The kitchen window is overlooking the main street of Belgrade (once it was Marshal Tito’s Street). From there, at different points of the past one could see different armies: The Austrian in 1915, the French and Serbian ones in the 1918, the Wehrmacht in 1941, the Tito's and the Red army in 1945. There are photographs of all sorts of uniformed armed men just in front of the door.
From there and the bedroom windows, you can see the white marble Church of Saint Sava, overlooking the city. It is especially nice at night, illuminated. The same is true for the new white harp shaped bridge over the Sava that you can see from one of the bedroom’s balcony shining in the dark.
At the main terrace you can sit and have coffee without being seem by anybody. If you look to your left you see the river and the plain across it. There stand tall 20th century buildings of the New Belgrade. The most prominent one you can see is the tallest skyscraper of what used to be the HQ the Communist Party, and was badly damaged in the bombings in 1999. From the terrace you could watch the sun setting through it’s skeleton. Very quickly it was rebuilt, and now it is a shopping mall and a high end office building. What else a seat of the Communist Party could become?
From the terrace you can see the window of the flat where the Yugoslav Nobel Price Laureate Ivo Andrić lived (PHONE NUMBER HIDDEN), and where he wrote two of his capital works: The Bridge over the Drina and the Damned Yard. After the war he moved to a little pedestrian street also 5 minutes’ walk where there is a museum dedicated to him now.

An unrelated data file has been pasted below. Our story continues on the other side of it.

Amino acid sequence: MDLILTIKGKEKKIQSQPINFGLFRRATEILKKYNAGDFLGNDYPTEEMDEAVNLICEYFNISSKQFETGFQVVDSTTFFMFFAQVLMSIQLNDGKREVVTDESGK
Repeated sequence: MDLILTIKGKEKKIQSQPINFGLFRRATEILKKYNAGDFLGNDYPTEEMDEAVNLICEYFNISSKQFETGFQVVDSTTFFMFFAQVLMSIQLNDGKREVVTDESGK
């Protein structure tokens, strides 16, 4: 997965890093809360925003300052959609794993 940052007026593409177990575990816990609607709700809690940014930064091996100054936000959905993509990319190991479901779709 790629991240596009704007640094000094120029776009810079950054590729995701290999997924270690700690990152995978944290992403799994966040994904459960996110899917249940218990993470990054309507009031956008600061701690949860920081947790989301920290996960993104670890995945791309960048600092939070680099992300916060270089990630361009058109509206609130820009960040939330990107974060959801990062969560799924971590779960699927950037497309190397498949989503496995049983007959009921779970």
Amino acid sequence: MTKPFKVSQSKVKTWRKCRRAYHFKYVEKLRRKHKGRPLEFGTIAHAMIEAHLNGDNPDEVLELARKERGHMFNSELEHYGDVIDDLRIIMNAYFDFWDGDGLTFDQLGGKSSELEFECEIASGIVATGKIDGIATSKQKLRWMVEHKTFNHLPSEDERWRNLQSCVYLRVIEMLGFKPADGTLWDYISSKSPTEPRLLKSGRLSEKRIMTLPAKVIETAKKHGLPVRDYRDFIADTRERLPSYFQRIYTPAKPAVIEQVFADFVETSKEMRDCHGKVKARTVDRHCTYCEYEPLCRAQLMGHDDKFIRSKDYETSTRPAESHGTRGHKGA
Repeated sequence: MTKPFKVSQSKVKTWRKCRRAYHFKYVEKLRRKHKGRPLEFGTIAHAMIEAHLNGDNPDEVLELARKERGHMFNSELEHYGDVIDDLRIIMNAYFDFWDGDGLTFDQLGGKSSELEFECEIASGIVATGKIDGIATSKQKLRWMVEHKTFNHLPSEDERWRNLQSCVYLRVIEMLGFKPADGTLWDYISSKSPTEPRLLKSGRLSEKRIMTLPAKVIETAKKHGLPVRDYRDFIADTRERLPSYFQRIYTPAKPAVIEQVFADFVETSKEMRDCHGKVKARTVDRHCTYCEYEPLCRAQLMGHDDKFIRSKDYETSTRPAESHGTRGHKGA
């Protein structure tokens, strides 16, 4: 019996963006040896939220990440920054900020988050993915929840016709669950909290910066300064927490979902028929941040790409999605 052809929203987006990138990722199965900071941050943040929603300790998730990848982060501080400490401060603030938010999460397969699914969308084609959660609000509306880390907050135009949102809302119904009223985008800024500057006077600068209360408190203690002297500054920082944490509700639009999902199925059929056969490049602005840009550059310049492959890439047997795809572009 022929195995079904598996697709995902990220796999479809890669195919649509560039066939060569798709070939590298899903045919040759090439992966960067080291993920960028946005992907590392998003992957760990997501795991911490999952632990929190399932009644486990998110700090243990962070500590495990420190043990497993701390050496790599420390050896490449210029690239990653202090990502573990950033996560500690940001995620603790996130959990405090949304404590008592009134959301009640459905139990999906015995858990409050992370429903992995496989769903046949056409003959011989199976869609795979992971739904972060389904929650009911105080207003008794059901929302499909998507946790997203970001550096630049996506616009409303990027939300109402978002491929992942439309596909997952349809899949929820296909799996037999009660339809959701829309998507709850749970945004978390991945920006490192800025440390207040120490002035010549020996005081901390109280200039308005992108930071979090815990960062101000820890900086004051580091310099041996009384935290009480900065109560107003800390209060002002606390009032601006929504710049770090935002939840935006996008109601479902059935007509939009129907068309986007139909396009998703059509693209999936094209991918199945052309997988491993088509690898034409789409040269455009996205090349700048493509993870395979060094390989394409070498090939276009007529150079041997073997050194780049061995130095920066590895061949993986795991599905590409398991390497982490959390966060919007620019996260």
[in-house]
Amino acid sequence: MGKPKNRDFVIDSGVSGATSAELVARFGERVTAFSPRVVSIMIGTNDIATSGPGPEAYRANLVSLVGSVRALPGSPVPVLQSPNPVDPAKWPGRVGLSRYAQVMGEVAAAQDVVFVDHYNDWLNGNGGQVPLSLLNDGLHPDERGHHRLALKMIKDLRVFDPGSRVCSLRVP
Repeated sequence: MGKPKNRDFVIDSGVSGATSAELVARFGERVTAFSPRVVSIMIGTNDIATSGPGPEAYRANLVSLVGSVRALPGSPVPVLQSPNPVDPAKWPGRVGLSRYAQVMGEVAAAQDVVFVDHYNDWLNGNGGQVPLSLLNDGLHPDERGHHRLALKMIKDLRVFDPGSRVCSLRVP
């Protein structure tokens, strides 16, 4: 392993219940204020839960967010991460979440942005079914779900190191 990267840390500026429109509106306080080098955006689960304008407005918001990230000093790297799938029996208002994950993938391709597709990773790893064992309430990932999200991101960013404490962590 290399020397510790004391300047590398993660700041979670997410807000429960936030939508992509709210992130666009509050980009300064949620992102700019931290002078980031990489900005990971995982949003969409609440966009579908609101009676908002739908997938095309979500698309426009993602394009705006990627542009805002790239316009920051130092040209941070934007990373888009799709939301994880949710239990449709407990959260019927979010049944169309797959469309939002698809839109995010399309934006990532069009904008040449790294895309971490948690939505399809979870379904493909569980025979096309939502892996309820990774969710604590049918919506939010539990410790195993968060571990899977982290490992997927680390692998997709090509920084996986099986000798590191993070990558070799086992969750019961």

From there the view opens to the Terazije square with one of Belgrade landmarks Albania Palace, once the tallest building in the Balkans, and the mouth of the main pedestrian Knez Mihailova street. Just behind Albania is the National Museum, unfortunately closed for works, and the National Theatre which still works. There is a rich theater scene in the city, but if you do not understand the language you can listen to opera or see ballet there. It is not much of an art, but the tickets are not expensive compared to the European opera houses. Just hurry up before they close it down as well. Kalemegdan fortress is just at the other end of the pedestrian street, which is a nice 15 minute stroll.
There are so many good restaurants in the area, that you can eat in different one every night of your stay. If you want, I can send you a list of the ones I recommend. The bars and nightclubs are all over central Belgrade. At night you can go on foot to most of them. Btw, you can walk its streets at any time as Belgrade is, the statistics and my feeling say so, a safe city. Taxi is also inexpensive, for 5-7 euros you get anywhere. The taxies can be taken just in front of the building. There are plenty of them. Take only the ones that have TX on their registry plate. They would not cheat you. You can always call a radio taxi. You will find cards of several companies in the flat.
In the neighborhood there is also a variety of fast food restaurants and bakeries with fresh pastries and pizzas 24/7 as well as some kiosks with press, tobacco and drinks. There is even a McDonald's just across the square. In the vicinity there are also two charcoal grill places with meat in bread to die for. There are also some simple national restaurants as well as quite a number of fancy ones.
If you need a pharmacy there is one just across the street while the 24/7 one stands before the next corner of the main street. There is also a cashpoint/ATM across the road.
There is a small library of books in Serbian and English in the flat as well as some DVDs with films. There is also a Bookshop with foreign titles ate the ground floor of our building.
I hope you will like staying in Belgrade just as I like it.